In anticipation of writing this column while driving to work today I counted the number of garbage cans and the number of houses on one block in Corbin. There were nine houses and 26 garbage cans at the edge of the street waiting to be emptied on this particular street.
This is about three cans per household. With each can holding 32 gallons it would take three cans to fill one of the proposed 95 gallon cans the city of Corbin will be giving to each residential home.
Perfect! After years of debate and controversy the city of Corbin made a huge positive step by budgeting $209,000 to purchase 3,500 new 95 gallon garbage cans and one will be provided to each residential home in the Corbin city limits.
For years Corbin has suffered with an unsightly situation with garbage collection. For too many years too many people have not followed the rules and regulations and trash has been piled up beside and over the top of the cans. In addition to this, cans and lids could be found in the street, on neighbor’s driveways, about anywhere when the wind would blow.
When the new cans are distributed it is my hope that the city will rigidly enforce the rules that all garbage must fit in the cans and all cans be located out of sight until collection day. The new cans will have attached lids.
Although, in the past some people tried to make a bigger issue than it was out of the size of a 95 gallon can with the difficulty of rolling it to the curb, I assure you it is not difficult.
The bigger wheels make it easy to roll and if you have more trash than will fit into one of these cans, you probably ought to evaluate your buying habits.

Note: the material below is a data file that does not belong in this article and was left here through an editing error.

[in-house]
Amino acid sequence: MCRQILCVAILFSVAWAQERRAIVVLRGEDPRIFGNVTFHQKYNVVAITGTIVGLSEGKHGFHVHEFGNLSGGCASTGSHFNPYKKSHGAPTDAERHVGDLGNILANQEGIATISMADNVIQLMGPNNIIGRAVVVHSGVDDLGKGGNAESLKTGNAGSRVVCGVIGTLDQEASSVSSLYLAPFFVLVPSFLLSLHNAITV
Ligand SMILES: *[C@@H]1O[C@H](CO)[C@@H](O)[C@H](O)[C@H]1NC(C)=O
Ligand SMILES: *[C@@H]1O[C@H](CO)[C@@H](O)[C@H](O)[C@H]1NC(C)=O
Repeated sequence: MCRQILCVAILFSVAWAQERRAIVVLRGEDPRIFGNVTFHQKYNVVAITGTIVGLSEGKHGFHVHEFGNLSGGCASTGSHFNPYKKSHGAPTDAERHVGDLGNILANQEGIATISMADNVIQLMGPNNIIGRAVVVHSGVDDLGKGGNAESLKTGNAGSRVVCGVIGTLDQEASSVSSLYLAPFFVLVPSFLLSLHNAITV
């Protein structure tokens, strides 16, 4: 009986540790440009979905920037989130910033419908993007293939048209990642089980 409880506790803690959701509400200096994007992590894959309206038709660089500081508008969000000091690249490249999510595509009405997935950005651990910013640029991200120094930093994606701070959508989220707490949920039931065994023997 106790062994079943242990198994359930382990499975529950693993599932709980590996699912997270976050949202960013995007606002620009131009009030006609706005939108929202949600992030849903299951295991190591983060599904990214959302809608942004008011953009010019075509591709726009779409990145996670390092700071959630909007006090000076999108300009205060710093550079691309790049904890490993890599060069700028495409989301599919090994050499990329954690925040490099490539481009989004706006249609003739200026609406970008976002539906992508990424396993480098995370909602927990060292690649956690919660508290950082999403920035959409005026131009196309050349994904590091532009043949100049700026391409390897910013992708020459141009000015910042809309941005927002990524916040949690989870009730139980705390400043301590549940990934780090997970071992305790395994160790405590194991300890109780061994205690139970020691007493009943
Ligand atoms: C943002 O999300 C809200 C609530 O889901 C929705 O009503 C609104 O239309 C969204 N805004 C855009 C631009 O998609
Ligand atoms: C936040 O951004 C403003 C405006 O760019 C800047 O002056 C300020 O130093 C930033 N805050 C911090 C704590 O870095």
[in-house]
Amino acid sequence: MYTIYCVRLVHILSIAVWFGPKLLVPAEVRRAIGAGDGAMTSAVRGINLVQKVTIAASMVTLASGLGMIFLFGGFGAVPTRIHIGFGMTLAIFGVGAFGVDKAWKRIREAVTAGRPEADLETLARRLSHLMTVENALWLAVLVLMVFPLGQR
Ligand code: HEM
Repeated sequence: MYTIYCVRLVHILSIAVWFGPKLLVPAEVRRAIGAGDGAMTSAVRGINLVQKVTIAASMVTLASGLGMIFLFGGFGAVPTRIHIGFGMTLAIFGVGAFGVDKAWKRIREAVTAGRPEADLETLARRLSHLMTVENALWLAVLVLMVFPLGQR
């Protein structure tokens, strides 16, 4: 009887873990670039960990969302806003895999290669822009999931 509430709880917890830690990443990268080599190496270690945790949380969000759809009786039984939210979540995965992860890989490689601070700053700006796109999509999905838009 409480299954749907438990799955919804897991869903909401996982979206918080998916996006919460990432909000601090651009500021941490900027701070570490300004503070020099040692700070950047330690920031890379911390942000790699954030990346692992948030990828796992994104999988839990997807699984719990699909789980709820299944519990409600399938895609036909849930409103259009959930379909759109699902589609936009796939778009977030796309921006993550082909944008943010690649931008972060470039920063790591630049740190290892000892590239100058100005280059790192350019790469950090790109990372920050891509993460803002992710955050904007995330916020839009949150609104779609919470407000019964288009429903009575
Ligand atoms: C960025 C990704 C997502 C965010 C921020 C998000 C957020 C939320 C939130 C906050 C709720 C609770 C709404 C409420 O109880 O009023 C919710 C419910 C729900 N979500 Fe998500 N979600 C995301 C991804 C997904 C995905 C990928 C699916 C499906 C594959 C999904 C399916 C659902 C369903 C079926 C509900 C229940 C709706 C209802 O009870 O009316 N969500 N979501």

My wife and I spent a couple of years in Henderson, Ky. a few years ago and that city had the 95 gallon cans. We never saw unsightly messes and when a neighbor had yard waste or more than the can would hold an extra bag would be left along side the can.
Now that the city has made this move, could somebody come up with a solution to either fix up or tear down unsightly properties that exist. This is a universal problem that many towns face.
More good news is that additional funding at the Kentucky Splash Waterpark in Williamsburg could be coming after it looked like part of the expansion project would have to be cut due to cost overruns. Mayor Roddy Harrison recently told the Williamsburg City Council, “We have a good chance at getting another $2.5 million and we wouldn’t have to pay that back.” That would be part of an $8 million expansion at the park.
With the additional money a $1.3 million swimming pool could be also built. The plans also call for two new softball fields, a new walking and bicycling path, new campground sites, and a splash pad.
It is great that we have facilities that attract tourists, but it is even greater that we have these facilities for our own people. We have never had it this good and it keeps getting better for all of us in Corbin and Williamsburg.
An arena, a waterpark, volleyball courts, block parties, car shows, and the list goes on and on. Things are happening.
This week we are proud to present the 19th annual News Journal People’s Choice Awards. See the reader’s top choices in the special section in this edition of the News Journal.
Because of all that is happening I am adding one more category that was not listed on our ballot. To the cities of Corbin and Williamsburg you are the BEST in Kentucky! Congratulations to all!